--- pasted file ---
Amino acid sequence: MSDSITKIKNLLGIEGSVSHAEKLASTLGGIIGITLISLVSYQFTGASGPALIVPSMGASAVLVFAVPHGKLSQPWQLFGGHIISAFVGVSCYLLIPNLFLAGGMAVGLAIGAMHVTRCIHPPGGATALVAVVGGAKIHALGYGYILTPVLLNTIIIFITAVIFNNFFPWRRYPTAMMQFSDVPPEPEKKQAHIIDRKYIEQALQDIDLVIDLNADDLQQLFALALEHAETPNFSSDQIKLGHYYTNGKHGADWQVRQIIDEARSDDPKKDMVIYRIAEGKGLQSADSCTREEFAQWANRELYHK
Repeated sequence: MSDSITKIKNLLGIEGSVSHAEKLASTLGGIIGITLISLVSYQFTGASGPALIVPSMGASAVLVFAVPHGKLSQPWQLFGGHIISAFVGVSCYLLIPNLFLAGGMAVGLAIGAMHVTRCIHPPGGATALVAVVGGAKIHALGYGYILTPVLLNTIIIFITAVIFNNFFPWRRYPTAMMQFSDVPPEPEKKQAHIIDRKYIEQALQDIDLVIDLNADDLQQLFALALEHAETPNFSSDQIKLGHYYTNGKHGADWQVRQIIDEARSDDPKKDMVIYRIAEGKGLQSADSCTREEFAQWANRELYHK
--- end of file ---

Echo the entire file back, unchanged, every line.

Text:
Amino acid sequence: MSDSITKIKNLLGIEGSVSHAEKLASTLGGIIGITLISLVSYQFTGASGPALIVPSMGASAVLVFAVPHGKLSQPWQLFGGHIISAFVGVSCYLLIPNLFLAGGMAVGLAIGAMHVTRCIHPPGGATALVAVVGGAKIHALGYGYILTPVLLNTIIIFITAVIFNNFFPWRRYPTAMMQFSDVPPEPEKKQAHIIDRKYIEQALQDIDLVIDLNADDLQQLFALALEHAETPNFSSDQIKLGHYYTNGKHGADWQVRQIIDEARSDDPKKDMVIYRIAEGKGLQSADSCTREEFAQWANRELYHK
Repeated sequence: MSDSITKIKNLLGIEGSVSHAEKLASTLGGIIGITLISLVSYQFTGASGPALIVPSMGASAVLVFAVPHGKLSQPWQLFGGHIISAFVGVSCYLLIPNLFLAGGMAVGLAIGAMHVTRCIHPPGGATALVAVVGGAKIHALGYGYILTPVLLNTIIIFITAVIFNNFFPWRRYPTAMMQFSDVPPEPEKKQAHIIDRKYIEQALQDIDLVIDLNADDLQQLFALALEHAETPNFSSDQIKLGHYYTNGKHGADWQVRQIIDEARSDDPKKDMVIYRIAEGKGLQSADSCTREEFAQWANRELYHK